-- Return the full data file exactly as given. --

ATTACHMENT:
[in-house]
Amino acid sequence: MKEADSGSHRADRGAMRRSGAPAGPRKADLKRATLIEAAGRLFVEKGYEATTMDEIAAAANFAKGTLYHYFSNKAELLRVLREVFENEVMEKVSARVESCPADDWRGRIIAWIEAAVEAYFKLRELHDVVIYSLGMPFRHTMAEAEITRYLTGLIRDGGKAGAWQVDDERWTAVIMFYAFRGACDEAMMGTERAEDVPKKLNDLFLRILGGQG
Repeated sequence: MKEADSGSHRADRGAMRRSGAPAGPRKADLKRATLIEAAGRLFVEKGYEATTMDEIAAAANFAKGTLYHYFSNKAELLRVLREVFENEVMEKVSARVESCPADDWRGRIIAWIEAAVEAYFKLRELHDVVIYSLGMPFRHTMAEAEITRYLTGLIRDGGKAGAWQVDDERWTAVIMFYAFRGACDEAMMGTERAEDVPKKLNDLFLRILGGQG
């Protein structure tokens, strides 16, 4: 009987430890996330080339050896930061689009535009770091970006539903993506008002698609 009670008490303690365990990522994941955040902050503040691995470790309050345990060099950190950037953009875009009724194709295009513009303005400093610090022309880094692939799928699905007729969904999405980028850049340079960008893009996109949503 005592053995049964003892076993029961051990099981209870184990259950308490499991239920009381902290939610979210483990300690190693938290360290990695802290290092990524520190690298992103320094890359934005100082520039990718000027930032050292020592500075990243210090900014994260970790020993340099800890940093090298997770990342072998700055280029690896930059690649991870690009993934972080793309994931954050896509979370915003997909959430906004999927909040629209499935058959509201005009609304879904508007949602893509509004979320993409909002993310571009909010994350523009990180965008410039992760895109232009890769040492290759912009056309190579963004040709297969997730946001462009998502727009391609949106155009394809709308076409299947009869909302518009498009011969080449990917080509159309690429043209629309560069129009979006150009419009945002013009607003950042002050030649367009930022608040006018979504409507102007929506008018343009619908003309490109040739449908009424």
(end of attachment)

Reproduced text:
[in-house]
Amino acid sequence: MKEADSGSHRADRGAMRRSGAPAGPRKADLKRATLIEAAGRLFVEKGYEATTMDEIAAAANFAKGTLYHYFSNKAELLRVLREVFENEVMEKVSARVESCPADDWRGRIIAWIEAAVEAYFKLRELHDVVIYSLGMPFRHTMAEAEITRYLTGLIRDGGKAGAWQVDDERWTAVIMFYAFRGACDEAMMGTERAEDVPKKLNDLFLRILGGQG
Repeated sequence: MKEADSGSHRADRGAMRRSGAPAGPRKADLKRATLIEAAGRLFVEKGYEATTMDEIAAAANFAKGTLYHYFSNKAELLRVLREVFENEVMEKVSARVESCPADDWRGRIIAWIEAAVEAYFKLRELHDVVIYSLGMPFRHTMAEAEITRYLTGLIRDGGKAGAWQVDDERWTAVIMFYAFRGACDEAMMGTERAEDVPKKLNDLFLRILGGQG
């Protein structure tokens, strides 16, 4: 009987430890996330080339050896930061689009535009770091970006539903993506008002698609 009670008490303690365990990522994941955040902050503040691995470790309050345990060099950190950037953009875009009724194709295009513009303005400093610090022309880094692939799928699905007729969904999405980028850049340079960008893009996109949503 005592053995049964003892076993029961051990099981209870184990259950308490499991239920009381902290939610979210483990300690190693938290360290990695802290290092990524520190690298992103320094890359934005100082520039990718000027930032050292020592500075990243210090900014994260970790020993340099800890940093090298997770990342072998700055280029690896930059690649991870690009993934972080793309994931954050896509979370915003997909959430906004999927909040629209499935058959509201005009609304879904508007949602893509509004979320993409909002993310571009909010994350523009990180965008410039992760895109232009890769040492290759912009056309190579963004040709297969997730946001462009998502727009391609949106155009394809709308076409299947009869909302518009498009011969080449990917080509159309690429043209629309560069129009979006150009419009945002013009607003950042002050030649367009930022608040006018979504409507102007929506008018343009619908003309490109040739449908009424």